With uncanny timing, a certain astute archivist brought the following obscure poem to my attention at the most opportune moment. It was published in Peace’s Orkney Almanac Companion in 1927.
‘ELEGY IN ST MAGNUS CATHEDRAL
We are indebted to Mr Wm. Traill, surveyor, Kirkwall, for bringing to our notice the following elegy which was written in St Magnus Cathedral in January 1773, and which afterwards appeared in “The Weekly Magazine or Edinburgh Amusement” (an octavo newspaper) of March 25, 1778. We have no knowledge of who the author is, no name being appended to the poem.
WITHIN these walls a solemn silence dwells,
More awful now that midnight shade prevails.
No light save what the wand’ring moon displays,
Whose image on yon spacious window strays.
What place more fit for Contemplation’s pow’r!
What time more proper than the midnight hour!
All nature now in pleasing sleep is laid
(Sweet to the weary, to the lab’rer aid 🙂
All but the drunkard or th’ insatiable rake;
Those brutes in all things but the human make!
Perhaps too, some this blessing can’t obtain,
And now lie stretch’d on sick-beds rack’d with pain;
Whose eyes for sweet repose are clos’d in vain,
O health! thou chiefest gift bestow’d by heav’n,
In vain all others without thee are giv’n.
Who have thee know thee not; but when thour’t gone,
All sigh and pant for thee, and thee alone.
What folly then, for such as health possess,
To court disease by every wild excess.
Is life too long, unthinking mortals, say,
That you to ev’ry passion must give way,
Provoking death to come in his most dread array?
Alas, come hither, see the fate of man,
And learn this truth, that “Life is but a span.”
How many generations lie below—
All one promiscuous heap of matter now!
O Death! how much thy subjects have increas’d,
Since first these venerable walls were rais’d!
Were rais’d! By whom? where are the architects
Who rear’d so grand a structure, that reflects
Such honour on the art? Where are ye now,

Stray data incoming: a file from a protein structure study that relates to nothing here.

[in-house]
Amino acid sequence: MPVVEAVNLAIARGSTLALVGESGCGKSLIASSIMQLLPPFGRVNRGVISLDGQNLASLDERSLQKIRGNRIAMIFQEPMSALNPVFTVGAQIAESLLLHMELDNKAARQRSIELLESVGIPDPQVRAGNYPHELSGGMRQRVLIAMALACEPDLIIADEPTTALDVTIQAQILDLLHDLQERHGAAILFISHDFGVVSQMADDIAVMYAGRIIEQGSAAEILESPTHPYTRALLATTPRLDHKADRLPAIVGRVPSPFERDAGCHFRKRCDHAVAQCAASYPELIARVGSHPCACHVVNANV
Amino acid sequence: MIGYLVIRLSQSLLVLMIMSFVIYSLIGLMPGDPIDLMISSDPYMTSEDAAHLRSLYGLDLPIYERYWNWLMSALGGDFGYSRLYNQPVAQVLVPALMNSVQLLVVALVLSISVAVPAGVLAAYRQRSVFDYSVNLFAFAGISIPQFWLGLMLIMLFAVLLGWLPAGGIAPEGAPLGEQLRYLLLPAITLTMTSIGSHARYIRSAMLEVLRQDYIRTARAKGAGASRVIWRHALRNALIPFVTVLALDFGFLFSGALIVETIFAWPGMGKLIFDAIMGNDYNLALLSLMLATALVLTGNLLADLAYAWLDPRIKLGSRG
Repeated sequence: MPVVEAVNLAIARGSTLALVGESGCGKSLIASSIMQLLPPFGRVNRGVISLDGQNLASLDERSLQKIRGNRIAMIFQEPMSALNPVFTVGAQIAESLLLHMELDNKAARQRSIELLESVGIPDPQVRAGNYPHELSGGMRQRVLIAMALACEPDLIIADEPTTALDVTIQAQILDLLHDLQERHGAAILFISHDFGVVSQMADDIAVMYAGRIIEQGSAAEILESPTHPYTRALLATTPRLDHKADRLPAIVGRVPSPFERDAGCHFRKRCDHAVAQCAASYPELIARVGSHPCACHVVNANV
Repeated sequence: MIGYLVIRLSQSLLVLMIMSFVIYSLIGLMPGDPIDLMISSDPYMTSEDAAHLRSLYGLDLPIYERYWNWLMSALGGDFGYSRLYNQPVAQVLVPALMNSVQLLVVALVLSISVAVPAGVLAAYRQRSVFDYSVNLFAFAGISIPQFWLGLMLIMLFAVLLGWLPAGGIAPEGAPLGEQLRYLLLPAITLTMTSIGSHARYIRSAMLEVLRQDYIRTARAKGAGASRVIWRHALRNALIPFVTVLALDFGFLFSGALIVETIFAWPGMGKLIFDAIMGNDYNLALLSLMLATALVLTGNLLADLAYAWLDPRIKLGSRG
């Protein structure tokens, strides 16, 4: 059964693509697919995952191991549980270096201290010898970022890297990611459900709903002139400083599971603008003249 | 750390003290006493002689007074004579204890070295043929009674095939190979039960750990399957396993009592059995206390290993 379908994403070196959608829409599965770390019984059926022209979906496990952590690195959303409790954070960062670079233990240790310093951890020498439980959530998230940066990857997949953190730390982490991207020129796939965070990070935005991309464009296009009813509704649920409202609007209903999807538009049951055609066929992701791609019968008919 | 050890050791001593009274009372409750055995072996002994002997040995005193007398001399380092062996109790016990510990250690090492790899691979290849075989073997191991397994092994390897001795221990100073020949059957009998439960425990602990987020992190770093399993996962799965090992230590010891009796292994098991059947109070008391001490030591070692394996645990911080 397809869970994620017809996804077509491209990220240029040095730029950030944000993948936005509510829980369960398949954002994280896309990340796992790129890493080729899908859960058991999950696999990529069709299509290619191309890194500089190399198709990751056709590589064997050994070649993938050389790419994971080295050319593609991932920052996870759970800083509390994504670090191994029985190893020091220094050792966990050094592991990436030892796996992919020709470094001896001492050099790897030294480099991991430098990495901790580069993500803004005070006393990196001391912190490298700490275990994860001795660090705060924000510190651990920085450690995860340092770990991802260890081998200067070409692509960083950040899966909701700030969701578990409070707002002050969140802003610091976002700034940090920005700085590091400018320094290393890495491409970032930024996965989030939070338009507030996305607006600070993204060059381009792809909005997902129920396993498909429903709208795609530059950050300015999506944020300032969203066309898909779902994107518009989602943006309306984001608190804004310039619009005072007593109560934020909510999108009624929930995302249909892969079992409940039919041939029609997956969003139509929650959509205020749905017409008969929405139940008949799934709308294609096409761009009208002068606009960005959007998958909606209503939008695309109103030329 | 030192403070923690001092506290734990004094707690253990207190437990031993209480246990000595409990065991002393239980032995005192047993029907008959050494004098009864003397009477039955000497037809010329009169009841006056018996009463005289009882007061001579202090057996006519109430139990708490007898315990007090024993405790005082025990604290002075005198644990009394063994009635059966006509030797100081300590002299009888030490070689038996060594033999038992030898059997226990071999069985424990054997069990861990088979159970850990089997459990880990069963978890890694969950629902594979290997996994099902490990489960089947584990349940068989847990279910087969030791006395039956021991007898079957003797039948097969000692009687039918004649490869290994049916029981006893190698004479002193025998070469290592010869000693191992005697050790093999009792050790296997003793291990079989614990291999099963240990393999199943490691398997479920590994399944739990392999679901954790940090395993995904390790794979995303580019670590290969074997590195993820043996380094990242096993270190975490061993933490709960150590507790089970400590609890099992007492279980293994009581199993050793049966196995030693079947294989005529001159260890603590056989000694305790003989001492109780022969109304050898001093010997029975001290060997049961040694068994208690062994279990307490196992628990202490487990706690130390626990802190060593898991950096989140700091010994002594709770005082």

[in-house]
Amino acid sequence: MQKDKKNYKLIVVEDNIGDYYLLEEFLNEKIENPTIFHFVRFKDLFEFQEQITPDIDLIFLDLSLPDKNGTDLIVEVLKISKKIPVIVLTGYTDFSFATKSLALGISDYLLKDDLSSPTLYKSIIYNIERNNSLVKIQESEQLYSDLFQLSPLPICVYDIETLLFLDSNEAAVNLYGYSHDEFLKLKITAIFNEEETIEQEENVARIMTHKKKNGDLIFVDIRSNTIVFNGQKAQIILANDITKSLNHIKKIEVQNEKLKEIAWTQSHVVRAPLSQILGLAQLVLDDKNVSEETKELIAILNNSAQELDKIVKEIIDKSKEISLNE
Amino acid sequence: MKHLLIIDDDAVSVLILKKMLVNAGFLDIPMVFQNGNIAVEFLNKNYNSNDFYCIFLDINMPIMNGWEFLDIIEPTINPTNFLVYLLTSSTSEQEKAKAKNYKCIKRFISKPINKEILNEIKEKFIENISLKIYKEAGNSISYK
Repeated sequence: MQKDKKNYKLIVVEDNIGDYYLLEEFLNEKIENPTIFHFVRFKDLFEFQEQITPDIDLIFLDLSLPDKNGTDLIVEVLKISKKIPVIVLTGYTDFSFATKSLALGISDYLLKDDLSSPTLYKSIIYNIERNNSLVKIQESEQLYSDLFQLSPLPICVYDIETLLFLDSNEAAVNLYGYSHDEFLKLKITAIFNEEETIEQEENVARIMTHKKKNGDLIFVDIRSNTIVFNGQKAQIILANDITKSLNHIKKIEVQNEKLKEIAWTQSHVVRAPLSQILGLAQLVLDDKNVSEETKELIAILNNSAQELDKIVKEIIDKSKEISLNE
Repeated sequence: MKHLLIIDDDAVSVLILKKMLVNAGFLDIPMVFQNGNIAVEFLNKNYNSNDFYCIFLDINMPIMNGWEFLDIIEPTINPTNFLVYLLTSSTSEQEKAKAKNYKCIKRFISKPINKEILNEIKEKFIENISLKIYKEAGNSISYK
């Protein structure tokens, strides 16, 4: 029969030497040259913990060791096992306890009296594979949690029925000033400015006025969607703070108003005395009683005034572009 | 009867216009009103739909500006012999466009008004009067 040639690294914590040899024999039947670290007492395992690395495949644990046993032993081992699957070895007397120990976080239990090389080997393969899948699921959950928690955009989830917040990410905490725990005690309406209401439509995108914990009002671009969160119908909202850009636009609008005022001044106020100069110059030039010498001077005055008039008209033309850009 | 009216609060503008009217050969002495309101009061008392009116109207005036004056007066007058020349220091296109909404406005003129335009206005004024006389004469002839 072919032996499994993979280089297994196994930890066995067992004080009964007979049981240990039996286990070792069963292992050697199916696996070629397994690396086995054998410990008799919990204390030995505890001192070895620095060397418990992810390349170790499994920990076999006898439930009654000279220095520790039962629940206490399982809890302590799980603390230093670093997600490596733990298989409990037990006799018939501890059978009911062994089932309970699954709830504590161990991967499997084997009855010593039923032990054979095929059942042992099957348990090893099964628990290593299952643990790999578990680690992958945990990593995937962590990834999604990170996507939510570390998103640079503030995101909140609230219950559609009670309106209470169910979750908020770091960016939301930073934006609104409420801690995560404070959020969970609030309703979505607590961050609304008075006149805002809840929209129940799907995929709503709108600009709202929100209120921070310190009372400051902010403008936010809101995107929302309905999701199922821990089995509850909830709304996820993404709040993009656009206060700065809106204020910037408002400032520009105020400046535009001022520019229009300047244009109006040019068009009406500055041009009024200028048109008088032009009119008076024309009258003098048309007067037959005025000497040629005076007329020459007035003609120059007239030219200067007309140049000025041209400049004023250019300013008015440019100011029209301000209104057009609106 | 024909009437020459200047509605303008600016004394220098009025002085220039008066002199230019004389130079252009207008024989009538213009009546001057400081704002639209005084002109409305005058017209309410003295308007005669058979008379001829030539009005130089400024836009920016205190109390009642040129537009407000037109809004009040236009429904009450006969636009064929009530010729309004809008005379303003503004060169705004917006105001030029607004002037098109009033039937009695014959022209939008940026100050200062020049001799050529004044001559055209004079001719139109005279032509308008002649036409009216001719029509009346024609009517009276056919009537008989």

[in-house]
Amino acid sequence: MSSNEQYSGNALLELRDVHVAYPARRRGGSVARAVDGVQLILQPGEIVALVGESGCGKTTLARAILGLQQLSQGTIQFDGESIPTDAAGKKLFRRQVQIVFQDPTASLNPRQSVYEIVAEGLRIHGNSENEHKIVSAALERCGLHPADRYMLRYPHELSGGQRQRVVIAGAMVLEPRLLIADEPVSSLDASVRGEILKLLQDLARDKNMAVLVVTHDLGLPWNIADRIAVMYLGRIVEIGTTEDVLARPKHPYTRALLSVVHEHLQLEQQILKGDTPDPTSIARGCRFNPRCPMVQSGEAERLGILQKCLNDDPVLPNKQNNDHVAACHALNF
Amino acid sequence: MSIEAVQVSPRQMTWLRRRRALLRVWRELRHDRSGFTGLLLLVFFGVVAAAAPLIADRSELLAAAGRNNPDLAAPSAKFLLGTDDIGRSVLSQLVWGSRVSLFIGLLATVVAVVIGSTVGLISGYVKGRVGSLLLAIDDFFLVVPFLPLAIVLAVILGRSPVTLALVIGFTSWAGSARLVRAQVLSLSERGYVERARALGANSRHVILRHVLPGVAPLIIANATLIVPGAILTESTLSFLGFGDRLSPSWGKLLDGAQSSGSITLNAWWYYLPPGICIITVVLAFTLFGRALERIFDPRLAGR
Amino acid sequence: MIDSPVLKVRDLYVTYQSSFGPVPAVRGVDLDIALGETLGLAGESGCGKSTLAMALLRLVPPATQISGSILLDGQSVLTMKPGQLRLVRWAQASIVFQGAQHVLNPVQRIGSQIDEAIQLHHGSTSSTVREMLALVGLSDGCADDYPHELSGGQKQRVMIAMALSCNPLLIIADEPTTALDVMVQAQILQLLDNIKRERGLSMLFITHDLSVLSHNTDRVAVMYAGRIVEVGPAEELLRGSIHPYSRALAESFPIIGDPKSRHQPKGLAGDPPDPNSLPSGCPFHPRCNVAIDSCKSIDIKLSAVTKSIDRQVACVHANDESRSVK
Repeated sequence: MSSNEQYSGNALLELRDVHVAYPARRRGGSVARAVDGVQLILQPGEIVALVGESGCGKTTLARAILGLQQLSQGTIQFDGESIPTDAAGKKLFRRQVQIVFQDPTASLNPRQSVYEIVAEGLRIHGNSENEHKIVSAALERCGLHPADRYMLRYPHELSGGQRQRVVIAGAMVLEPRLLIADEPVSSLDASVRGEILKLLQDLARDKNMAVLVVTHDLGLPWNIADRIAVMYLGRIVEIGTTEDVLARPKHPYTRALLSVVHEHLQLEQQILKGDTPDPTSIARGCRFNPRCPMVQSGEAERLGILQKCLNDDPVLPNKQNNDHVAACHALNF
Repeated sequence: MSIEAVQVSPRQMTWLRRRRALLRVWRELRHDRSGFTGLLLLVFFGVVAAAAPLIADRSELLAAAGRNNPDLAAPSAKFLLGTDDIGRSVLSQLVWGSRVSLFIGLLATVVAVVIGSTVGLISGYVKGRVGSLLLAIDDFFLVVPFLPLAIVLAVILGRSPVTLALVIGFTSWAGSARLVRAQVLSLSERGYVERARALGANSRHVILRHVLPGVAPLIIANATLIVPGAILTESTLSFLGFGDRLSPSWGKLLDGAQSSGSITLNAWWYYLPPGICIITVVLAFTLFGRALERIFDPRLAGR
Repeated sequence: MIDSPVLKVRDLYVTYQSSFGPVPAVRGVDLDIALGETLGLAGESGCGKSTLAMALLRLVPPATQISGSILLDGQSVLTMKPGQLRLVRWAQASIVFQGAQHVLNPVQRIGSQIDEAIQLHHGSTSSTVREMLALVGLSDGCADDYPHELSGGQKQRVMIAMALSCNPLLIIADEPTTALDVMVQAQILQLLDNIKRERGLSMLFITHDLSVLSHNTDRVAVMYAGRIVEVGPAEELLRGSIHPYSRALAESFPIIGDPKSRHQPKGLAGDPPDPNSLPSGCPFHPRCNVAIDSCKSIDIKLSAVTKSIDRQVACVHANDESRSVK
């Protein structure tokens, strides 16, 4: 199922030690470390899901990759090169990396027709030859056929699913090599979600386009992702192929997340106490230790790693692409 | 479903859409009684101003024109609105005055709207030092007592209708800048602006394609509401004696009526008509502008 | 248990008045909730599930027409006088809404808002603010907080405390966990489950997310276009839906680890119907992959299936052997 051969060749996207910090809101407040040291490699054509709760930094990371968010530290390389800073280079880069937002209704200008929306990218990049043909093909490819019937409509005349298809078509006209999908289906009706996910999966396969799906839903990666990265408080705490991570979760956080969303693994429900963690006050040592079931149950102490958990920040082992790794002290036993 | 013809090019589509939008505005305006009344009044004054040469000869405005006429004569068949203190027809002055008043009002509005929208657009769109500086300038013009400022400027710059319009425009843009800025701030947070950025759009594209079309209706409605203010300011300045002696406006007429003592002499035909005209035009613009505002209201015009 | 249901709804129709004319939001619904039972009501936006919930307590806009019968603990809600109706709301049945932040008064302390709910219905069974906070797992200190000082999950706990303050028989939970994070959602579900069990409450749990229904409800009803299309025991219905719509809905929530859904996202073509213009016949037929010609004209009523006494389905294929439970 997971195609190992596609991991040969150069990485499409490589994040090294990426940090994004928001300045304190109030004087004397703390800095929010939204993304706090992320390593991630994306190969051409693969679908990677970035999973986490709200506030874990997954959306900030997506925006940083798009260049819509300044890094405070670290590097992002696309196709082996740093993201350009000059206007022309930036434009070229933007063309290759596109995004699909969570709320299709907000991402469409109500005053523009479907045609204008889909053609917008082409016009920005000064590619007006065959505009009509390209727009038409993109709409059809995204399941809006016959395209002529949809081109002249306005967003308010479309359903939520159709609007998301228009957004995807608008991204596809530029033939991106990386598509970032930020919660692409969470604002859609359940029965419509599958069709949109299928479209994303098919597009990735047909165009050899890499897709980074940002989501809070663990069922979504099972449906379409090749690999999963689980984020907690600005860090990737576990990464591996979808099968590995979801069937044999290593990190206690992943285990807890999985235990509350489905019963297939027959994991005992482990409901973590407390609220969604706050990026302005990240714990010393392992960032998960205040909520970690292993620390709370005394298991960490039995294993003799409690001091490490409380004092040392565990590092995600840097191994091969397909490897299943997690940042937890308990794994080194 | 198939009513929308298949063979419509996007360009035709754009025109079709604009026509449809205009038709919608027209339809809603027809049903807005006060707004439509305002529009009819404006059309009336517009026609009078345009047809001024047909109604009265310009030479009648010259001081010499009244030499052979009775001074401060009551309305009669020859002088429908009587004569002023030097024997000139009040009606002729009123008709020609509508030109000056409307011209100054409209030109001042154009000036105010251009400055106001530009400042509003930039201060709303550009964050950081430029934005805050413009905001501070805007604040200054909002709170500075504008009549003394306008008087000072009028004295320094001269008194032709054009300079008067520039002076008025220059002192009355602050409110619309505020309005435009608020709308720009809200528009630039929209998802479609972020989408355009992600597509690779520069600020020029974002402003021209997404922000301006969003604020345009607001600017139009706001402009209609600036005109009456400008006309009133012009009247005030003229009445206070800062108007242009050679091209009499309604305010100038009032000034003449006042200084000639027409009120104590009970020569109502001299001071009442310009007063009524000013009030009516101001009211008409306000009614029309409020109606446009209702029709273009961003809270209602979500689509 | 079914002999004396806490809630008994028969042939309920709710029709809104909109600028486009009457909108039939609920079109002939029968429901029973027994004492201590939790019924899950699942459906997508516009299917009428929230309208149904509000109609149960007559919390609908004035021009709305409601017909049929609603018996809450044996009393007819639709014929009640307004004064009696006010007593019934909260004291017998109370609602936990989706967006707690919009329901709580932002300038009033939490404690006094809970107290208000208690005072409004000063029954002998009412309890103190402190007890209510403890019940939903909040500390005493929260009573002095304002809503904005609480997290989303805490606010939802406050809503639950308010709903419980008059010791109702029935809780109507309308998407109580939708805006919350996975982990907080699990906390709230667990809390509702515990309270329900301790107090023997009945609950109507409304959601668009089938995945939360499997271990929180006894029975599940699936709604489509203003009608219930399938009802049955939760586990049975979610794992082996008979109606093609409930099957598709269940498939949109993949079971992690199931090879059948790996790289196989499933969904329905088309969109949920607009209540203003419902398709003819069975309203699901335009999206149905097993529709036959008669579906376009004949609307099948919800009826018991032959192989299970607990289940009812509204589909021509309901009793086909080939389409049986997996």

Who rang’d these columns in a double row;
Those arches one above another laid;
The vast stupendous vault above our head;
and all the Gothic wonders here display’d?
Perhaps you lie, unknowing and unknown,
Beneath the work by which your skill is shown.
Frail mortal man; thy labour’d work appears
To triumph o’er the shortness of thy years!
But still, O pious Rognvald! still thy name
Remains, and shall remain for future fame.
At thy expense, with zeal and taste betow’d,
This sacred temple here was raised to God:
A work which hath now stood (which all admire!)
For more than twice three centuries intire!
And yet for many ages more might stand,
Its frame majestic low’ring o’er the land
Were our rich nobles now like thee inclin’d;
With as much wealth had they thy zealous mind;
Then might this stately fabric claim their care,
Nor left a prey to time without repair.
Peace to thy manes, Rognvald! may’st thou rest
In the celestial regions of the blest-
But ah! what’s that- A ghost!- It moves-who’st there?
But yet, methinks, I need not tremble here.
What evil dare these sacred courts invade!
It moves- Perhaps ’tis some unquiet shade
That wanders here at this late hour of night-
Ah! It approaches-now ’tis more in sight!
What are you? good or evil spirit, say?
If good, you’re welcome; evil, hence- away!
“Be not afraid, nor fancy harm is near;
No evil dare within this house appear.
I am the soul that once did animate
Saint Magnus’ body in its transient state.
I am the guardian of this holy place,
Tho’ seldom visible to mortal race.
When Scotia’s sons, with warlike Bruce their head,
O’erthrew the numerous band by Edward led,
At Bannockburn, and thence their country sav’d,
Which Anglia’s haughty monarch would enslav’d;
That day in shining armour I appear’d *
To Aberdonia’s drooping sons and cheer’d
Their minds with news of victory obtain’d;
Then so divinely favour’d, they ordain’d
An annual support for this hallow’d place,
Tho now with-held by their less pious race.
I now appear in these degenerate days,
When Virtue’s fled, and Vice triumphant sways!
No more religion now by men is priz’d;
God altars and temples are despis’d;
The rich such lengths in luxury have gone,
They seem to hasten to oblivion;
Then, while their shades shall wander near their graves,
Shoot o’er the lawn, or dwell in gloomy caves,
No trace of them shall be left behind,
And scare their names posterity shall find!
How much more nobly might their fame be known,
Their taste admir’d, their piety be shown,
In after ages, would they but bestow
On domes like this, that wealth they squander now!
This pile was raised in a more virtuous age!
It since escaped the wreck, the cruel rage
Of zeal mistaken! Now ’tis left to fall
By Time’s unsparing hand, which crushes all-
Adieu- I haste to seats of endless bliss,
Which none but virtuous souls can e’er possess.”
O happy spirit!- Now it soars away
To scenes of rapture in eternal day?
O thou! whose mighty pow’r didst first create;
Whose wisdom, and whose goodness regulate
All that exists: whose works aloud proclaim
The hand that fashioned, and preserves their wond’rous frame,
O teach thou me, an atom in thy sight,
To act the part prescrib’d for me alright;
And, when ’tis finish’d, may the soul thou gave
Rejoin its fountain, and its rest receive:
Let virtue and true piety descend,
And their joint empire o’er the earth extend,
Then might some wealthy man, or gen’rous mind,
To save this pile from ruin be inclined.